Home-made sauerkraut is incredibly easy, very tasty, and has many health benefits as it is a ‘live’ food full of beneficial bacteria. It is also great fun to make!
- 700 g cabbage (any kind)
- 1 tbsp salt
- You’ll also need a large glass or ceramic jar, and another smaller jar that will fit inside the large one, or something of a similar size to use as a weight. You can use any type of cabbage, or a mixture. I like to use half white cabbage and half red cabbage.
- Chop the cabbage finely and as you do so, put it into the jar with a sprinkle of the salt. The aim is to roughly spread the salt through the cabbage as you pack the jar.
- Press the cabbage down firmly into the jar as you go (use your hand, a rolling pin or wooden spoon) You can be quite forceful, it helps to ‘bruise’ the cabbage a little. Stop once you get to about an inch from the top of the jar. If you have any salt left over, add it now, and press all the cabbage down firmly into the jar.
- Now, add a clean weight to keep the cabbage pressed down. The smaller jar, filled with water, works well.
- Over the next day the salt will begin to draw the water out of the cabbage and you’ll see the water level in the jar rising. After 24 hours the water (now a brine) should completely cover all the cabbage. If any cabbage is poking above the surface, poke it down. If you need to, add a little water.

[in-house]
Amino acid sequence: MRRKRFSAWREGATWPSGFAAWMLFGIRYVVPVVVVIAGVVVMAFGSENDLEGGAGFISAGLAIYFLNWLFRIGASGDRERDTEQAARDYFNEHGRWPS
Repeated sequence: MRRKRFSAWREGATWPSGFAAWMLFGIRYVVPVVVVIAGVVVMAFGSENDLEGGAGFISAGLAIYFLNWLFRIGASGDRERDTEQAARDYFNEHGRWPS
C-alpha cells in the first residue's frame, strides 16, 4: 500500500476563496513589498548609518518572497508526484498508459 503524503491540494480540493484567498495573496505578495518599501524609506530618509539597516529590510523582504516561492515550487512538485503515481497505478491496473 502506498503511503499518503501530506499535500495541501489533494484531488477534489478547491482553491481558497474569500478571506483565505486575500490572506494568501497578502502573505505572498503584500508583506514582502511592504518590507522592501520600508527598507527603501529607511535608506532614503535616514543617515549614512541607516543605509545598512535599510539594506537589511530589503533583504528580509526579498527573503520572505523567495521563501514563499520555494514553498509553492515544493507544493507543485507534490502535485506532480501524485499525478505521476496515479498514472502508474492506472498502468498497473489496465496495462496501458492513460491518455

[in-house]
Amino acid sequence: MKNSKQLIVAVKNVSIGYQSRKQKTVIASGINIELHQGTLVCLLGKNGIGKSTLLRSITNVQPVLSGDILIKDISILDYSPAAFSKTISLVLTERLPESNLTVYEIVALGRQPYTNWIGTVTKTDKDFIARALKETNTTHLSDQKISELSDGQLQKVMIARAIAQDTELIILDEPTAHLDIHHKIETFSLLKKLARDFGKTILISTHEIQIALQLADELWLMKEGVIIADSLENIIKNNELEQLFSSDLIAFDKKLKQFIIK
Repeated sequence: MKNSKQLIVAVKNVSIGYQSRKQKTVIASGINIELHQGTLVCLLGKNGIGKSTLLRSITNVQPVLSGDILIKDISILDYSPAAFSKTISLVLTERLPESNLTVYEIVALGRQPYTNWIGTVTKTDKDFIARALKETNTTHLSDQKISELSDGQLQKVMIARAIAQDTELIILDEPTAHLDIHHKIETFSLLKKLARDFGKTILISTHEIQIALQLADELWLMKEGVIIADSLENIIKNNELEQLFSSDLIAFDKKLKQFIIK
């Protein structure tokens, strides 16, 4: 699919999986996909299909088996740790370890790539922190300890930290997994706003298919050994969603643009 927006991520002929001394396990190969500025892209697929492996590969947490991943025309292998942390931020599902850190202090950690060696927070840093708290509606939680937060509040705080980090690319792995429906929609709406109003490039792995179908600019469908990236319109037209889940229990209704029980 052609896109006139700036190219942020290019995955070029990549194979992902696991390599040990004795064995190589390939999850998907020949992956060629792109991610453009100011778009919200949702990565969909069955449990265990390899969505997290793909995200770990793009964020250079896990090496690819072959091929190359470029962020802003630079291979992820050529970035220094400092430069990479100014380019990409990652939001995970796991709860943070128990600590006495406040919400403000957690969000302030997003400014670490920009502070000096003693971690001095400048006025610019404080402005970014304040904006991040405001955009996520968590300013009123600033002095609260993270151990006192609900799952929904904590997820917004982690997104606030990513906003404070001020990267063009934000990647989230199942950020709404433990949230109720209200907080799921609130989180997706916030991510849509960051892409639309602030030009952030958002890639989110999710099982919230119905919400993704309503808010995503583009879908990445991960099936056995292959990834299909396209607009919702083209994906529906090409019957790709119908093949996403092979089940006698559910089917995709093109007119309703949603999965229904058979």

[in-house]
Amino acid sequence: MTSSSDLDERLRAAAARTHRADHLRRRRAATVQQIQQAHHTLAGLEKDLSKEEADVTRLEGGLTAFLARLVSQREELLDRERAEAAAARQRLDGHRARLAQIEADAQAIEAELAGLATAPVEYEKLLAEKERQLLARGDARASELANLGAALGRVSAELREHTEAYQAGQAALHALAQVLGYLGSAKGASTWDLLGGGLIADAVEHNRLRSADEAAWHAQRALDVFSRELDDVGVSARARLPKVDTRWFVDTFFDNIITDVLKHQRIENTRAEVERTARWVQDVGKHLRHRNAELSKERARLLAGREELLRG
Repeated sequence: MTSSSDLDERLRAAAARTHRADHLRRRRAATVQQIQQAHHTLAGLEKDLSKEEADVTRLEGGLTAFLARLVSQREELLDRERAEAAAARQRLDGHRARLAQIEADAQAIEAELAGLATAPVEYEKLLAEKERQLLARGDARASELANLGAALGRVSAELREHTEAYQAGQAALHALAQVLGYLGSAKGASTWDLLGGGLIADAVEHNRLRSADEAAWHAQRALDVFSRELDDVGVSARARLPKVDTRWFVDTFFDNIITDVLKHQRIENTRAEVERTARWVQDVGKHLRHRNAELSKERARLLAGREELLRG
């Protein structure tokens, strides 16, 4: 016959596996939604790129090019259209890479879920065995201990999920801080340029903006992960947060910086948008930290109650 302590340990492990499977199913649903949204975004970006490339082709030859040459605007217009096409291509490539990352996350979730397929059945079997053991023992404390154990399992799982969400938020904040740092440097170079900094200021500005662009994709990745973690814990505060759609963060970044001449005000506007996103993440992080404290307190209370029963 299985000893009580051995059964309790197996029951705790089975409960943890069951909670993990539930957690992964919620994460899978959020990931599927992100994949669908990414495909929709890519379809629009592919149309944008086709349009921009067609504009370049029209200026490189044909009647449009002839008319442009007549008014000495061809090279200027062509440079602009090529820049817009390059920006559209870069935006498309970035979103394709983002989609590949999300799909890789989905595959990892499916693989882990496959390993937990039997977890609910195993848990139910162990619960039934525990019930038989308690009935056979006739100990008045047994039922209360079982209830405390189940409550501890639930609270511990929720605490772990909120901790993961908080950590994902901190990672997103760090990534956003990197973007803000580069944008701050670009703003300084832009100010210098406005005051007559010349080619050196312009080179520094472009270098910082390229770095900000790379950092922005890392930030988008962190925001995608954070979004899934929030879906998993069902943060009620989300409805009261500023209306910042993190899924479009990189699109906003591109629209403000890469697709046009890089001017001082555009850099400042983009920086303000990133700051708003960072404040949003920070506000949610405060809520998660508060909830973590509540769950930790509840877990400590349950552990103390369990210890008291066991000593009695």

- Now, just wait. Cover the jar with a clean cloth or tea-towel to keep out dust and flies, but inspect it regularly. It is vital that the cabbage stays below the water line, otherwise it may begin to rot, and could spoil the whole batch.
- After another day or so (depending on temperature) you’ll see bubbles forming and rising up to the surface – this means fermentation has begun. It’s fun to taste the kraut every day, to keep track or its changes.
- As it ferments it will become gradually more sour, and the cabbage will get softer. You can stop the process whenever you’re happy with the finished product. About a week or two is normally right.
- At this point, transfer the kraut (and liquid) into smaller jars with lids and put them in the fridge. This will preserve the beneficial bacteria that are there, but stop any further fermentation. Use your kraut as you would any pickle. It’s good with salads or in sandwiches.
For more information on healthy eating, and personalised online nutritional consultations, visit Nutritional Therapy Online. http://www.mynutritionaltherapy.com
Photo Credit: Ponizej